With support from the University of Richmond

History News Network

History News Network puts current events into historical perspective. Subscribe to our newsletter for new perspectives on the ways history continues to resonate in the present. Explore our archive of thousands of original op-eds and curated stories from around the web. Join us to learn more about the past, now.

Lamont Dozier, Part of Legendary Motown Songwriting Team, Dies at 81

Songwriter Lamont Dozier has died at age 81. Along with Brian and Eddie Holland, Dozier co-wrote dozens hits for The Supremes, Marvin Gaye, The Four Tops and others. His death was announced by his son on Instagram.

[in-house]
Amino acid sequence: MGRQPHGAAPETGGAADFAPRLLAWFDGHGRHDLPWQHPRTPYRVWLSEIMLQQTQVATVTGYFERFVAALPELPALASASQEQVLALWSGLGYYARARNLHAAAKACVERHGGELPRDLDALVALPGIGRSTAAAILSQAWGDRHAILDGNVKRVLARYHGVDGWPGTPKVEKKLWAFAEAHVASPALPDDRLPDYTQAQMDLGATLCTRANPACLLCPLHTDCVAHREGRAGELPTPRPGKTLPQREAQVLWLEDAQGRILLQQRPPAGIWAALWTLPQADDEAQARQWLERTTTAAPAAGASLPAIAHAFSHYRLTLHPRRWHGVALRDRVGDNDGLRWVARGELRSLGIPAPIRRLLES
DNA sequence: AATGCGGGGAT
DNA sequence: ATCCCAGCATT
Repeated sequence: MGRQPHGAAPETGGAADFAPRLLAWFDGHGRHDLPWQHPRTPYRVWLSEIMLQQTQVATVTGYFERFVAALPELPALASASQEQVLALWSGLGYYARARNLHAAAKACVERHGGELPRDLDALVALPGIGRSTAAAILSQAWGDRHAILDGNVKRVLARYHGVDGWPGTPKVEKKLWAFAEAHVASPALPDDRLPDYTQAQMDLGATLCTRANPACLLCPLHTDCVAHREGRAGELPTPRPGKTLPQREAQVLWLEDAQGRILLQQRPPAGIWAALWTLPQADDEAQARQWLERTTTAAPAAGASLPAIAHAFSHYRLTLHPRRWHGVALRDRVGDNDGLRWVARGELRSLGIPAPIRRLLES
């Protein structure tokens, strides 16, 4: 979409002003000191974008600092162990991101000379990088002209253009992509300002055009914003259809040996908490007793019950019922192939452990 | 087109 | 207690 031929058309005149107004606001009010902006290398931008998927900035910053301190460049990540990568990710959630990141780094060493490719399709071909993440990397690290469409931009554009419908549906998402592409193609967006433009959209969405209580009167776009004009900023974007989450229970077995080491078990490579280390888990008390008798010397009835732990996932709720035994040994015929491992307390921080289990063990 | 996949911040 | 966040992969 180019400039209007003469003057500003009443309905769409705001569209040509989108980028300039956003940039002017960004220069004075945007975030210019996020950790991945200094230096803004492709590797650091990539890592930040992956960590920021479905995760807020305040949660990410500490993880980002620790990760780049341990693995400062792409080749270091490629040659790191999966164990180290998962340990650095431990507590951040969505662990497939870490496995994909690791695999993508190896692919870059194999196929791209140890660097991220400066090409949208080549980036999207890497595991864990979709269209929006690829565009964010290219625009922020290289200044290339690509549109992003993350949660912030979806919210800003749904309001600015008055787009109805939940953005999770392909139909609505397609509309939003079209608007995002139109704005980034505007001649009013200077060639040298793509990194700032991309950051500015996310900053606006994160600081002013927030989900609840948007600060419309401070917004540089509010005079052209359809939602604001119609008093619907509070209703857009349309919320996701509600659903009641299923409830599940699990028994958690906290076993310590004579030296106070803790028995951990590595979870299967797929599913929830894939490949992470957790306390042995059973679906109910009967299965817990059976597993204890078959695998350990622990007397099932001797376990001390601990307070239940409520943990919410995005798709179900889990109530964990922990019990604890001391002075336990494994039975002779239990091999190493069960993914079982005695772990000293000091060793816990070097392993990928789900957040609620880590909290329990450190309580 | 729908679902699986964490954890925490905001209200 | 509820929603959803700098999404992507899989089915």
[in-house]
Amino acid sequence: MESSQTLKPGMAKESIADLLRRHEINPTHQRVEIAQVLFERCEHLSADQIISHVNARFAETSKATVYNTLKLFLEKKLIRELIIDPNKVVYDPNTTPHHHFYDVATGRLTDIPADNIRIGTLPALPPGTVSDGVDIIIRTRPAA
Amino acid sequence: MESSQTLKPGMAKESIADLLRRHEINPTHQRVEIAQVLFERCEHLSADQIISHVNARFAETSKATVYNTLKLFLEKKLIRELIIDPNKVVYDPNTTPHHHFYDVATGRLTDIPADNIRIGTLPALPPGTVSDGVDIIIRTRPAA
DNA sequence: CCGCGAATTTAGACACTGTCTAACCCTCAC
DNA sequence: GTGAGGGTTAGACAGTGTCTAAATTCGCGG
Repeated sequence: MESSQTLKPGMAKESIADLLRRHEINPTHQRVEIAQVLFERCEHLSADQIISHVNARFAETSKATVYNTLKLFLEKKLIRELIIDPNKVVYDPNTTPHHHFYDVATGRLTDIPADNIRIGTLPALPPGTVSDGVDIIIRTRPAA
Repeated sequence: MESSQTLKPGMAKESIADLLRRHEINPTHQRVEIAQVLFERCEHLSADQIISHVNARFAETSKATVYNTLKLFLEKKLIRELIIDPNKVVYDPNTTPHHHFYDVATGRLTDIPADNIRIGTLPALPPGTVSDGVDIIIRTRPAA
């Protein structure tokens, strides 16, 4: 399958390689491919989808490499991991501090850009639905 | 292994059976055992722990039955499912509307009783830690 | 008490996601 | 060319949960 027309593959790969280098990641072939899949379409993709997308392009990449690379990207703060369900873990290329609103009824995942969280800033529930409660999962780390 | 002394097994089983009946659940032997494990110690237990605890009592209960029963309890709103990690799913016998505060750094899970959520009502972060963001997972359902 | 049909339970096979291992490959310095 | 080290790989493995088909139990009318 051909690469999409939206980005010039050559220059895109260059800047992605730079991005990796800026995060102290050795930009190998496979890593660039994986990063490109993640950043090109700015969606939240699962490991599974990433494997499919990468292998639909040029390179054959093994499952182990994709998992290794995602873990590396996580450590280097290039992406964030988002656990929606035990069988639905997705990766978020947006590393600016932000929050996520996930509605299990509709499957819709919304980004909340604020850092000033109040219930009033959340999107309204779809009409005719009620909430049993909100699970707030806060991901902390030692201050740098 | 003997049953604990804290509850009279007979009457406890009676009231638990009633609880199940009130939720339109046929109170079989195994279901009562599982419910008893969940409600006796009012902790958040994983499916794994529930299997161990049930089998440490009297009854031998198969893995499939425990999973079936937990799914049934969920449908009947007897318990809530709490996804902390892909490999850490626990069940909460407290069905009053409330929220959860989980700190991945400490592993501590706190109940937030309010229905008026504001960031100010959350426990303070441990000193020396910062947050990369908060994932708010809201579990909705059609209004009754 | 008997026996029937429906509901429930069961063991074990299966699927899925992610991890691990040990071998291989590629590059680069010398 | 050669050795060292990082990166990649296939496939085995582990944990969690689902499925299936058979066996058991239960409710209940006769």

"Heat Wave," "How Sweet It Is," "Stop In The Name of Love," "You Keep Me Hangin' On," "Nowhere To Run," "Bernadette"... Holland-Dozier-Holland were talented, prolific songwriters who were instrumental in making Motown "the home of Hitsville, U.S.A."

His family released a statement saying the "devoted father and legendary songwriter, producer and recording artist, died peacefully in his home on Monday, August 8. ... We love him dearly and will miss him always."

Dozier grew up in Detroit. In 2004, he told NPR it was an elementary school teacher who liked his writing and encouraged him to keep at it. "She thought it was very astute of me to have such a feel for words and stuff," Dozier said, "So I started to put these words to music by the time I was, like, 12 or 13."

By the time he was 15, Dozier had his own doo-wop group called The Romeos.

In the 1960s, the Motor City's most talented artists soon found their way to Berry Gordy's Motown. Gordy modeled his record label after a Ford assembly line with Holland-Dozier-Holland quickly becoming one of its finest song designers.

Read entire article at NPR